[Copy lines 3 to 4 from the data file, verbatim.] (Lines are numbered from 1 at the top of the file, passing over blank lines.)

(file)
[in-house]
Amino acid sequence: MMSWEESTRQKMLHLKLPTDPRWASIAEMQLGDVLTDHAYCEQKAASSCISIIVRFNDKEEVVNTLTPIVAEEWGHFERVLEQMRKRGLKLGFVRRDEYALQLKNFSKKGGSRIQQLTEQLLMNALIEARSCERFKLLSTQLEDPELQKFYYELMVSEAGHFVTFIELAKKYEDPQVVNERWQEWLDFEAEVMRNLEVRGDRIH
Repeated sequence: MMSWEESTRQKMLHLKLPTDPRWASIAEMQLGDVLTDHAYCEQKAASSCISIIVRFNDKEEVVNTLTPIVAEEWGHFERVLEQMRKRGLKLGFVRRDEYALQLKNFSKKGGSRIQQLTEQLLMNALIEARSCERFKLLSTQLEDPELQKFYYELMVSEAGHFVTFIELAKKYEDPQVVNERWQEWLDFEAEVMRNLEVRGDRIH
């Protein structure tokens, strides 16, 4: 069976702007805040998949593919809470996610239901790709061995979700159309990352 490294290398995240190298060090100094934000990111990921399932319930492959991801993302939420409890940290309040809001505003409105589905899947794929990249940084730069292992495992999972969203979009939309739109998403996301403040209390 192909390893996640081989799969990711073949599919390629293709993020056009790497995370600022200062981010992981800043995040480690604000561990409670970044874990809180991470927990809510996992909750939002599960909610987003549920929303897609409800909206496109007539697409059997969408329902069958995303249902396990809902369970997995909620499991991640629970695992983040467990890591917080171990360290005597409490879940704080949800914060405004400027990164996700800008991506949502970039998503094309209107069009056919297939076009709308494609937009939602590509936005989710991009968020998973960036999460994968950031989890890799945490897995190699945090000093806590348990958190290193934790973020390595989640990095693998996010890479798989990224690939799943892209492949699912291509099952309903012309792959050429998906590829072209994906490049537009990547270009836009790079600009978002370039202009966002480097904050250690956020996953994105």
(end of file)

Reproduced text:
Repeated sequence: MMSWEESTRQKMLHLKLPTDPRWASIAEMQLGDVLTDHAYCEQKAASSCISIIVRFNDKEEVVNTLTPIVAEEWGHFERVLEQMRKRGLKLGFVRRDEYALQLKNFSKKGGSRIQQLTEQLLMNALIEARSCERFKLLSTQLEDPELQKFYYELMVSEAGHFVTFIELAKKYEDPQVVNERWQEWLDFEAEVMRNLEVRGDRIH
């Protein structure tokens, strides 16, 4: 069976702007805040998949593919809470996610239901790709061995979700159309990352 490294290398995240190298060090100094934000990111990921399932319930492959991801993302939420409890940290309040809001505003409105589905899947794929990249940084730069292992495992999972969203979009939309739109998403996301403040209390 192909390893996640081989799969990711073949599919390629293709993020056009790497995370600022200062981010992981800043995040480690604000561990409670970044874990809180991470927990809510996992909750939002599960909610987003549920929303897609409800909206496109007539697409059997969408329902069958995303249902396990809902369970997995909620499991991640629970695992983040467990890591917080171990360290005597409490879940704080949800914060405004400027990164996700800008991506949502970039998503094309209107069009056919297939076009709308494609937009939602590509936005989710991009968020998973960036999460994968950031989890890799945490897995190699945090000093806590348990958190290193934790973020390595989640990095693998996010890479798989990224690939799943892209492949699912291509099952309903012309792959050429998906590829072209994906490049537009990547270009836009790079600009978002370039202009966002480097904050250690956020996953994105």